Last Sunday, The Dalles Chronicle opinion page lamented “the loss of public manners, respect and basic civility,” calling it “appalling” and “scary.” The opinion rightly noted that “unstable people are spurred to horrific acts by hateful rhetoric,” and that “we need to stop the rabid ranting that is now permeating this nation.”
The opinion asked whether these were the role models that we wanted our children to emulate and concluded with these insights:
“At the heart of incivility is a complete disrespect of other people.…Good manners, whether meant genuinely or not, enable humans to live together in relative harmony. We cannot function together as citizens of the same city and country unless we are mindful of how we treat other people. Civility is the pursuit of the common good. It is the ability of someone to restrain him or herself out of the realization that other people deserve to be treated with dignity.”
Social media has enabled the masses to express unfiltered, disrespectful and negative opinions about everything and everybody. Yet just because we can, doesn’t mean we should.
Self-restraint is a sign of wisdom, strength, and maturity. Defensiveness is the mark of a fool. “When words are many, sin is not absent, but he who holds his tongue is wise.” Proverbs 10:19. “Fools show their annoyance at once, but the prudent overlook an insult.” Proverbs 12:16
As a society, if we want civil discourse where people treat others the way they want to be treated, then we must do so ourselves and support leaders who do so.
We cannot support a candidate for public office who does not demonstrate decency and the fundamental character qualities we value most: integrity, respect for others, honesty, kindness, fairness, and self-control.
In 2016, we did just that, and as a nation we are now reaping what we have sown – a culture defined by lack of restraint and respect.
The man who said the following things (and worse) was elected as President of the United States by nearly 63 million American voters:
• “When someone attacks me, I always attack back...except 100x more. This has nothing to do with a tirade but rather, a way of life!” (Twitter, November 11, 2012)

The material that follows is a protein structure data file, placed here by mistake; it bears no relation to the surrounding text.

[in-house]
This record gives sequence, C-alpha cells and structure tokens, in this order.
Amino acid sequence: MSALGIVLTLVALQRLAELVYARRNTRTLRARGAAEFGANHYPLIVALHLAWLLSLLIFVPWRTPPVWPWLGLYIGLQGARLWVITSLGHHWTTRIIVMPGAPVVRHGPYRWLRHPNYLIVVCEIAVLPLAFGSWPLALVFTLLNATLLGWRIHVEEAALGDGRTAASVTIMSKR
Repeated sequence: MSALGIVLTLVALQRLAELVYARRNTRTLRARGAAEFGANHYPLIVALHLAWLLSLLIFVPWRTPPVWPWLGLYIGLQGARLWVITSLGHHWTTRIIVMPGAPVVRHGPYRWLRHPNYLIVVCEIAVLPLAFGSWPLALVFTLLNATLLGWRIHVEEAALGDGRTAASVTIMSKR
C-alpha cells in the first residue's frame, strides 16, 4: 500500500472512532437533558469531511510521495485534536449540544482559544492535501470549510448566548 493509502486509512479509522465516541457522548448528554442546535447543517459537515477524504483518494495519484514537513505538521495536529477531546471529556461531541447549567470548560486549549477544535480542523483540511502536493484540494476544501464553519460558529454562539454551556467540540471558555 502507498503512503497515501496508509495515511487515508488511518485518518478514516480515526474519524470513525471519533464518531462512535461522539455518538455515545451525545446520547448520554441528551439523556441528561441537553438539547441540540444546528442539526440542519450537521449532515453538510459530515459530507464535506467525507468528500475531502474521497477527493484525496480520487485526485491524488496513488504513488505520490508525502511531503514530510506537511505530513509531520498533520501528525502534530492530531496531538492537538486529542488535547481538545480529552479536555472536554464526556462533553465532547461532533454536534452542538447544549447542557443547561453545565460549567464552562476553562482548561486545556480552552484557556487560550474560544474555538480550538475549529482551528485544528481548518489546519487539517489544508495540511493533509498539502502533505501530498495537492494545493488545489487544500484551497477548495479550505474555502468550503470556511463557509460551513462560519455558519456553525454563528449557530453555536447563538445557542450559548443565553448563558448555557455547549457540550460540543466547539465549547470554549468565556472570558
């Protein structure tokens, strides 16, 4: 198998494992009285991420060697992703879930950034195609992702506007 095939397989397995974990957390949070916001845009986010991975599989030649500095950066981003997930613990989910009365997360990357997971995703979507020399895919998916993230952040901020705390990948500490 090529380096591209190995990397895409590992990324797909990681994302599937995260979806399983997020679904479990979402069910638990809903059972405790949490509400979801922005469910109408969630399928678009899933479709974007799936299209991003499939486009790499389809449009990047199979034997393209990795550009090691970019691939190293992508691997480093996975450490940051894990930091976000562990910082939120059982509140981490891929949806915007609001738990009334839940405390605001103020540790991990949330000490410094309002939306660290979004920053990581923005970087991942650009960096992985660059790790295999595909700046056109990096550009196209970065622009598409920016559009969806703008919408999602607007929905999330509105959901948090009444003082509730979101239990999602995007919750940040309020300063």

• “Sleep eyes @ChuckTodd is killing Meet The Press. Isn't he pathetic? Love watching him fail!” (Twitter, July 12, 2015)
• “Look at that face! Would anyone vote for that? Can you imagine that, the face of our next president?!” (Donald Trump during a Rolling Stone interview on September 9, 2015, referring to then GOP candidate Carly Fiorina)
• “I never attacked him on his looks and believe me, there’s a lot of subject matter there.” (Referring to Senator Rand Paul, Second GOP primary debate, September 16, 2015)
• ".@BenSasse looks more like a gym rat than a U.S. Senator. How the hell did he ever get elected?" (Twitter, January 29, 2016)
• "Did you ever see a man eat like this? ... It's pouring out of his mouth ... That's not presidential, I can tell you….He [Kasich] is a stubborn guy who eats like a slob.” (Trump Rally in West Chester, Pennsylvania, April 25, 2016)
• “If I were running ‘The View’, I’d fire Rosie O’Donnell. I mean, I’d look at her right in that fat, ugly face of hers, I’d say ‘Rosie, you’re fired.’” (Twitter, August 27, 2016)
Since becoming President, Mr. Trump has continued his Twitter tirades and personal attacks on the physical appearance and character of others, responding thus to criticism of his twittering:
• “My use of social media is not Presidential - it’s MODERN DAY PRESIDENTIAL. Make America Great Again!” (Twitter, July 1, 2017).
The editors of the Chronicle are right to be outraged at the lack of tolerance for dissenting viewpoints and the loss of civility in public discourse. However, we must acknowledge that it is our own president who has set the standard for this atrocious conduct.
For our part, when we “like” or otherwise respond to hateful, mocking, or “humorously” biting social media, we encourage and contribute to the culture of incivility.
Friends, we are better than that. We have the power to defeat the normalization of contempt by not becoming a willing or unwitting participant to it.
President Trump has said he is a Christian. Christians look to the Bible for wisdom and instruction on how to live, and through the power of the Holy Spirit, try to follow the example of Christ in word and deed.
I encourage our president to read his Bible and follow its guidance, including the example of humble, servant leadership demonstrated by his Savior and the timeless, God-given wisdom tweeted long ago by another rich leader:
• “The one who has knowledge uses words with restraint, and whoever has understanding is even-tempered. Even fools are thought wise if they keep silent, and discerning if they hold their tongues.” Proverbs 17:27-28.
• “Like a city whose walls are broken through is a person who lacks self-control.” Proverbs 25:28
If he does this, President Trump may begin to understand what it means to be modern day presidential, and act like it. As for the rest of us, may we renew our commitment to civil discourse and living out the values we hold dear.
— Karen Feil Wilson is a local attorney and wife of Mike Wilson, a pastor at The Dalles First Christian Church.